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Bahrain Allows Training Institutes to Resume Work, Receive Trainees Starting Next Week

2020-06-10 - 7:54 am

Bahrain Mirror (Exclusive): In its first of kind decision since the suspension of work in educational and training institutions last March, the Bahraini authorities allowed vocational training institutes to resume their work and receive trainees starting next week, in a circular issued by Labor Minister Jameel Hamidan.

The decision, which was not directly issued by the government's coordinating committee, is the first to allow gatherings outside the course of work since the country tightened measures last March after outbreak of the Coronavirus.

Training institutes that received the circular said that the gathering of more than 10 trainees in one room is prevented, adding that a distance of at least two meters should be kept between the trainees, as well as wearing masks inside the training halls. The circular warned that the training institutions would be closed in the event of any violation.

However, the institutes said this would not improve their rigid status since three months, as the main funding for training programs, Tamkeen Fund, has stopped all its funding activities after it started to use its money in supporting troubled private sector institutions, in an attempt to reduce the effects of the crisis that is affecting the country's economy.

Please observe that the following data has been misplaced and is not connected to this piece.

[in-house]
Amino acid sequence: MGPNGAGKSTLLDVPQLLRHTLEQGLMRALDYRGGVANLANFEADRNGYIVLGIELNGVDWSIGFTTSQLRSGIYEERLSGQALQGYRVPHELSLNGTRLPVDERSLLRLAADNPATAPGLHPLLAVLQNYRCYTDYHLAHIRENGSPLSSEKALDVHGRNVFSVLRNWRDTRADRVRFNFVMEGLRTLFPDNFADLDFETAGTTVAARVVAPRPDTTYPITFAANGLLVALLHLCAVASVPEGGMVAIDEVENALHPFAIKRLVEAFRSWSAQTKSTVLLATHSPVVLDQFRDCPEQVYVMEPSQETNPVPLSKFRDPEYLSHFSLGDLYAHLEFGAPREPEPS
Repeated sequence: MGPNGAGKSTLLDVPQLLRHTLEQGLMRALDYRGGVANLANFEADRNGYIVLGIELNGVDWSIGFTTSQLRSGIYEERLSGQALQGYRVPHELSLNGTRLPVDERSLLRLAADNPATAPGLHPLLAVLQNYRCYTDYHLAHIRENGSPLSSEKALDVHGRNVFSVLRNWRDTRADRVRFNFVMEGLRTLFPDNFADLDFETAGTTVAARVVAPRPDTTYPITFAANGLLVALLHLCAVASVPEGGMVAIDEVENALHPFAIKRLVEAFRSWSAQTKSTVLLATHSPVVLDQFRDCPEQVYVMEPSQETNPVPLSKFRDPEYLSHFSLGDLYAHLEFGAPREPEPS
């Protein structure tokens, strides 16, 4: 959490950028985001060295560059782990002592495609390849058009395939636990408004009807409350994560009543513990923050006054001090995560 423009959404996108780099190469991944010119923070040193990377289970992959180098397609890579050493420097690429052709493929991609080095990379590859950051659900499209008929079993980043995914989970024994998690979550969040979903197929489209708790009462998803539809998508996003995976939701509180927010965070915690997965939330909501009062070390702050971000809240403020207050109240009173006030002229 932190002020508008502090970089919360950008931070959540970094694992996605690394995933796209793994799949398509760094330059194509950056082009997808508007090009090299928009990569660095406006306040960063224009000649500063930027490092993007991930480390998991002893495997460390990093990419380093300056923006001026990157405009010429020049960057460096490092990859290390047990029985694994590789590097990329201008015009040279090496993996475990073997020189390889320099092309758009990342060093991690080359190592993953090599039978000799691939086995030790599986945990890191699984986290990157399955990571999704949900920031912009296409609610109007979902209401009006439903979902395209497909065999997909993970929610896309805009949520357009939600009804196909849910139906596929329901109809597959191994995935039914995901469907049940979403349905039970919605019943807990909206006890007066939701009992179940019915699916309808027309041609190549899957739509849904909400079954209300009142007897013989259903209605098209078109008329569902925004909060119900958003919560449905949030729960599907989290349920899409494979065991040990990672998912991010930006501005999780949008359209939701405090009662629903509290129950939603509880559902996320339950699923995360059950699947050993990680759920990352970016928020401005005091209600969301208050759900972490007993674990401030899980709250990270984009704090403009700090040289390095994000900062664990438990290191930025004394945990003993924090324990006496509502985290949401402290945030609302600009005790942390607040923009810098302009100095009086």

The authorities forced all schools, institutes and universities to suspend work and prevented any classes or courses, except the online ones. While the international bodies cancelled their annual examinations for high school students, private schools and universities have organized online lessons to complete the semester and changed their way in evaluating students

Although the Minister of Education announced the resumption of schools in September, the suspension remains pursuant to a decision issued by the governmental team that manages the crisis, headed by Crown Prince Salman bin Hamad Al Khalifa.

Bahrain has been severely criticized for dealing with the crisis, due to not tightening restrictions on trade and not resorting to curfews, as many Gulf States have done.

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